The author mentions a couple of ways:
    • Mood induction
    • Bright light (sunlight)
    • Exercise
    • Food with high levels of tryptophan, i.e. α-Lactalbumin, chickpeas.

    Wise.

    #2
    Very interesting published by other smart-cookie Young (btw He is from Montreal)

    Wonder why He didn't look into obvious correlation/ connection between production of Vitamin D (sunlight) and depression in North countries?

    Also sleep = light cycle for which melatonin is responsible. In other words why Symon Young did not look into obvious connection of levels of melatonin and /or Vitamin D in human brain and depression?

    Thanks Wise .

    Somehow I noticed (on myself)-that both melatonin and Vitamin D very helpful in beating seasonal depress.
    http://stores.ebay.com/MAKSYM-Variety-Store

    Comment


      #3
      Thank you for your answeres, In my body I understood that when I dont see any sunlight I'm getting disorder. It is really true I was thinking I got addicted to sun-tanned but in reality my mood needed it. Thank you.

      Comment


        #4
        Interesting Doc, I've always felt that exercise put me in a better mood, we all hear about runners high, I think there even is a connection with nuerogenic pain and mood therfore exercise and other things that increase serotonin.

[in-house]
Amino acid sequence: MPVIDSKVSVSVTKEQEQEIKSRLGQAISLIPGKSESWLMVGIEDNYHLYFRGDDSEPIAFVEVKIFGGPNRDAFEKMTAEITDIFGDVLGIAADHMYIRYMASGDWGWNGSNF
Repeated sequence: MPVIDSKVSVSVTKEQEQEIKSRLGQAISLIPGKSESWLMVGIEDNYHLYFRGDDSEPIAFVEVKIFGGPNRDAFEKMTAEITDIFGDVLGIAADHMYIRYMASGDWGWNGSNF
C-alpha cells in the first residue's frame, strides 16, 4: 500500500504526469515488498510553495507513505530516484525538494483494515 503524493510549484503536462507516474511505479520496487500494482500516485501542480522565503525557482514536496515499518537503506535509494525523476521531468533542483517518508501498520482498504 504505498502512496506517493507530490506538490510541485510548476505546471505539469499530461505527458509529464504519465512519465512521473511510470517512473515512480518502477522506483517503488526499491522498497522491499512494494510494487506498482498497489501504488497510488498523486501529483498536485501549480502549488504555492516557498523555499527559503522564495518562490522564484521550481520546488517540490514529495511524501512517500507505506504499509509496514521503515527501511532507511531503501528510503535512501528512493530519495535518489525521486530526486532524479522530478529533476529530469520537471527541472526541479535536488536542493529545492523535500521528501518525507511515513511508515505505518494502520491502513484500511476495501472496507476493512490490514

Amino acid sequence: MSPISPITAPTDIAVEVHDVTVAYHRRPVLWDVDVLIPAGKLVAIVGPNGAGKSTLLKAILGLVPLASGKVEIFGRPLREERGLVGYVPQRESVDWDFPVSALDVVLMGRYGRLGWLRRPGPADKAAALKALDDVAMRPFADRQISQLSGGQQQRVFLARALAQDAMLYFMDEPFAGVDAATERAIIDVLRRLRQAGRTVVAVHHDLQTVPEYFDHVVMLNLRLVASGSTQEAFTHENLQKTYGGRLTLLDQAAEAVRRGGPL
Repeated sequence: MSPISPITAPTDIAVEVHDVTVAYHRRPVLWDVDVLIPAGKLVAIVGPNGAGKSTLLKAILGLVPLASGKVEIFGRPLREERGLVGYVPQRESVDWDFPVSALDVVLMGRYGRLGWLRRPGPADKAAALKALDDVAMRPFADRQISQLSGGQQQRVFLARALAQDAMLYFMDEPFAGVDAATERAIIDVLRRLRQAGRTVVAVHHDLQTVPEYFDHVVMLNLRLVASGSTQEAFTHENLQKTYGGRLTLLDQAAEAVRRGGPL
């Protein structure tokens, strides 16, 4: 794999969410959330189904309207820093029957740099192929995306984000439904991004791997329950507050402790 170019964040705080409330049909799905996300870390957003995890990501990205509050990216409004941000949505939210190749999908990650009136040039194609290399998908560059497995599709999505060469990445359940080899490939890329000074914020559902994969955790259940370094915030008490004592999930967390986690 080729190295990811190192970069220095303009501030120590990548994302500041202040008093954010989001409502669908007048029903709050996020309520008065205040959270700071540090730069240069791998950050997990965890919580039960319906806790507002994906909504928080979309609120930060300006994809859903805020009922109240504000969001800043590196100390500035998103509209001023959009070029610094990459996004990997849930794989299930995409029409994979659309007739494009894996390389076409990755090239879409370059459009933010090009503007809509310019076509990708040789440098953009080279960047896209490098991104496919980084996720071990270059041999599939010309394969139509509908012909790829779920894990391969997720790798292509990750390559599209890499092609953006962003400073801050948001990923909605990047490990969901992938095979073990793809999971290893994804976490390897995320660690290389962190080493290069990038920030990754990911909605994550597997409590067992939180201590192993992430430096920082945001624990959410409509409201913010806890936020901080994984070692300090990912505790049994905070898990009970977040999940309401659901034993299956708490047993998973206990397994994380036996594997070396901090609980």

Comment


          #5
          serotonin levels also affect the functioning of the immune system in a big way.

          Comment


            #6
            5-HTP pills. arent they just some root or seeds of some kind?

            Toyed with it back in the day.

            Bad thing about it, is it takes a very long time to go thru the metabolism process. I really never noticed a difference, just a little bit of 'calmness' kind of like a carefree vibe but very minimal and subtle.

            Comment


              #7
              Im also surprised the author does not mention meditation which has been proven to increase serotonin levels.

              Comment


                #8
                Sunshine and exercise always does it for me.
                Please donate a dollar a day at http://justadollarplease.org.
                Copy and paste this message to the bottom of your signature.

                Thanks!

                Comment


                  #9
                  So the answer is more egg whites? Who knew.
                  And the truth shall set you free.

                  Comment


                    #10
                    Originally posted by Wise Young View Post
                    Someday, serotonin will be called the happiness factor. When it is low, people are depressed. If it is kept high in the extracellular space by blocking serotonin uptake, it can bring people out of deep depression. So many of the drugs that people take (like cocaine) also increase serotonin in the brain. So, the question is how can one increase serotonin in one's brain without taking drugs.

                    The following article tells you how to do it.

                    http://www.pubmedcentral.nih.gov/art...?artid=2077351


                    The author mentions a couple of ways:
                    • Mood induction
                    • Bright light (sunlight)
                    • Exercise
                    • Food with high levels of tryptophan, i.e. α-Lactalbumin, chickpeas.

                    Wise.
                    Great article Dr. Wise.

                    Comment